Ann All spoke with Toby Richards, general manager of Community & Online Support at Microsoft about the role of online communities in the company's support strategy.
All: How many online communities does Microsoft have? I found a list online and it looks pretty extensive.
Richards: We have a lot of communities. I don't even know how many. It's not a metric I care to track. There are thousands, and they are aligned by three different audiences: developers, IT professionals and consumers. There's MSDN for developers, TechNet for IT professionals, and Answers for consumers. They are further broken out by product, by language.
"When you come out with new products, features or programs, from an advocacy reach perspective, there's a social benefit in tapping into the experts out there. When we think about value, the three things we look at are feedback, advocacy and support."
All: That sounds like a challenge, to moderate or manage all of them. Does Microsoft manage all of them or are some managed by users?
Richards: Philosophically as a company, it's really difficult to manage conversations. I can't manage everything that goes on on Twitter. Our goal is to participate and to do it in such a way that brings communities together on common topics. When we think about management of our forums, it's typically in areas where we know community exists. Our philosophy is to let the community manage itself. But I will tell you that's not always successful. You can create environments where some people abuse that privilege and maybe make a conversation other people don't want to follow. Over the course of the last three years, we have invested more of our time and energy in participating in those communities. I wouldn't necessarily say we manage them.
All: Right. I guess management is not the best word. But let's say I start a SharePoint community. Do I come to Microsoft? Does Microsoft come to me? How would that usually work?
Richards: It's a combination of both. If people want to come to a Microsoft online property, we want to have a great community for them. That said, it's unrealistic to think that, with the explosion of social media and the Web, we could ever control or even want to control the conversation. One of the ways we reach out to external communities is by awarding thought leaders and experts out in the field. We have a community influencer award program, the Microsoft Most Valuable Professionals. This is represented by the top 4,200 technical experts of various Microsoft products who are community leaders. Many of them have their own online communities. Many of them have the more traditional user group, meet-in-person types of communities.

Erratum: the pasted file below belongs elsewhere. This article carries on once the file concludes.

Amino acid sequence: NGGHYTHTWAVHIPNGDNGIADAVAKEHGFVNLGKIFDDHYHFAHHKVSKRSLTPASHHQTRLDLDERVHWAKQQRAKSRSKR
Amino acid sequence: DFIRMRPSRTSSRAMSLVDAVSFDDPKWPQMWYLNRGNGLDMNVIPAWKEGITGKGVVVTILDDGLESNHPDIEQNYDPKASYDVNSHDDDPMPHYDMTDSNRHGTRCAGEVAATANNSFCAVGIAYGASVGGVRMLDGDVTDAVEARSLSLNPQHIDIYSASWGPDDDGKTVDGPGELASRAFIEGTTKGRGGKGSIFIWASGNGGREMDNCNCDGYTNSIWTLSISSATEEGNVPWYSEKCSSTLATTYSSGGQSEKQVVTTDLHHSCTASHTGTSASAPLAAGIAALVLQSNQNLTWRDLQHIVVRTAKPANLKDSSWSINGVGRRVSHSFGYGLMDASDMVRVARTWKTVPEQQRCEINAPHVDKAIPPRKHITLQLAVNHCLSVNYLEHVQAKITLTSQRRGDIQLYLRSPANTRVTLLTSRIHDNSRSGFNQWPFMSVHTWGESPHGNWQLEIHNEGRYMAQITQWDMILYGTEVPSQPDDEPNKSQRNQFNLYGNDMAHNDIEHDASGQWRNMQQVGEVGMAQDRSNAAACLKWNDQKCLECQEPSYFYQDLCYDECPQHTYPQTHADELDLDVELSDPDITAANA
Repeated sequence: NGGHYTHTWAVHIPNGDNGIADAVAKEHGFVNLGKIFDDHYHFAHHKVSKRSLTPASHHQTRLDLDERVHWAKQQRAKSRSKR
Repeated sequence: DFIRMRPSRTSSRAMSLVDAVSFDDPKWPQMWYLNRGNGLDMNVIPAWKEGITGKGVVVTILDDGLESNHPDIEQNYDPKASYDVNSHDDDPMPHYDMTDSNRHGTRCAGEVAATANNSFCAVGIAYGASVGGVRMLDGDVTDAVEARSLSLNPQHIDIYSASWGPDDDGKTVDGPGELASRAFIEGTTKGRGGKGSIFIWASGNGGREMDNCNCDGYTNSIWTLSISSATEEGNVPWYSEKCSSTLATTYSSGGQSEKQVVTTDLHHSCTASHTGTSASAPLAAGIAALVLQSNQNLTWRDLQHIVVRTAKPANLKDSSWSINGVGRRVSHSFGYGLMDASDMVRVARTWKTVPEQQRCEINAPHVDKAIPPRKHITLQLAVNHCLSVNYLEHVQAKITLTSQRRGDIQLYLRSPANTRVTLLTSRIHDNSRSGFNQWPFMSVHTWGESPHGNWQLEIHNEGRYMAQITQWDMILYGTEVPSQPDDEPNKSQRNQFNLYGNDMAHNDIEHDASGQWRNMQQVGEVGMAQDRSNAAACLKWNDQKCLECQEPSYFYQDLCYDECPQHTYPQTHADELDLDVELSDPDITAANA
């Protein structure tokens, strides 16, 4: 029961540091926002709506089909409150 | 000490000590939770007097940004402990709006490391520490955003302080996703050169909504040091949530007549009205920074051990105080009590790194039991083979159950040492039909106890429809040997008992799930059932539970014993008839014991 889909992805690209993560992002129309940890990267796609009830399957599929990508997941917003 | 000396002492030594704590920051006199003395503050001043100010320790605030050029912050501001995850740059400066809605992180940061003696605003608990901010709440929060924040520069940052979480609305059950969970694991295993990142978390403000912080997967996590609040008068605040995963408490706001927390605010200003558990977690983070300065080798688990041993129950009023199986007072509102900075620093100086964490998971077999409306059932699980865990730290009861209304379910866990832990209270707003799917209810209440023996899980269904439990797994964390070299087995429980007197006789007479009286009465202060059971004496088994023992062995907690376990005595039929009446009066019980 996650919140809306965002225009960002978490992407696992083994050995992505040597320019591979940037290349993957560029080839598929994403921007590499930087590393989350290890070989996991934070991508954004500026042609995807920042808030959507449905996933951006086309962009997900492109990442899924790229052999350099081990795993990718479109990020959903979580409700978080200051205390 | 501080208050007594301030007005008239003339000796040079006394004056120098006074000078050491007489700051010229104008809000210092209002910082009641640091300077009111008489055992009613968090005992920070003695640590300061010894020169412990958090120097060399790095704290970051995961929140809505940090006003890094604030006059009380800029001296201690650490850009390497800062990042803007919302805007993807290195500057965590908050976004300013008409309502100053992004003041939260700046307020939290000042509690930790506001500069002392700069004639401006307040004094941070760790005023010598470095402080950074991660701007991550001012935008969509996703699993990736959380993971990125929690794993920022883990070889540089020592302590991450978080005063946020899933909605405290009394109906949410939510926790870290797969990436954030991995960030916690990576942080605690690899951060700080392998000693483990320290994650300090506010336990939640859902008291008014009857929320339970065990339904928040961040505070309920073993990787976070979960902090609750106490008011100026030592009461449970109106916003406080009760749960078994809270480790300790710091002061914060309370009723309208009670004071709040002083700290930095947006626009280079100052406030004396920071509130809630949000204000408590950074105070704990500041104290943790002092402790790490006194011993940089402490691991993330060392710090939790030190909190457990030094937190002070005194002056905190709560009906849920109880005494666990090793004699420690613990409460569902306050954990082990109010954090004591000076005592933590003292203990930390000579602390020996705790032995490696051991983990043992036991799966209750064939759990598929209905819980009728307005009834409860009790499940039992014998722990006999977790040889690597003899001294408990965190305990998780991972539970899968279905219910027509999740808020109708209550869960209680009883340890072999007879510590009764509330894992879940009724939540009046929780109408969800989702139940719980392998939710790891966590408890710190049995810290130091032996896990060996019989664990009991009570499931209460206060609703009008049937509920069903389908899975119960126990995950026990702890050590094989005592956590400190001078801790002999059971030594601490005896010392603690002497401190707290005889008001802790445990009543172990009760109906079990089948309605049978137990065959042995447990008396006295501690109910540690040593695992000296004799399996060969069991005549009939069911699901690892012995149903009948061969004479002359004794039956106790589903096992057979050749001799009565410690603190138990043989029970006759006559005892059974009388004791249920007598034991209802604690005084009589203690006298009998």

Those 4,200 people are spread across the globe in 90 countries and coincidentally in about 90 different technical areas. Some of them have their own communities, and a lot of them participate as experts in our communities as moderators. So our strategy isn't to be the end-all, be-all community site, although if you want to engage with community on Microsoft support sites, we feel as if we've got compelling places where conversation is thriving and where we are actively participating. We support our partners' communities as well. When Windows 7 launched in October, we worked with HP within their own technical communities because their products ship with Windows on them. We had some of our MVPs and our support engineers there to help deliver value to our common set of customers.
All: In the unlikely event I became an MVP, what would I get? I assume recognition is a huge part of it, but are there benefits beyond that?
Richards: Recognition is first and foremost. We award people based on their past 12 months' contribution to the community. Thank you is step No. 1. Then it's around opportunities for them to speak directly with product engineering. That is probably the most highly rated of the benefits we provide. There's an ongoing dialogue between product engineers and MVPs to provide feedback. They also gain early access to products. So they're pretty influential as it relates to the feedback they provide. I'd say that's the main thing. Plus, there's the general connection and affiliation with Microsoft.
Next page: Reacting to Feedback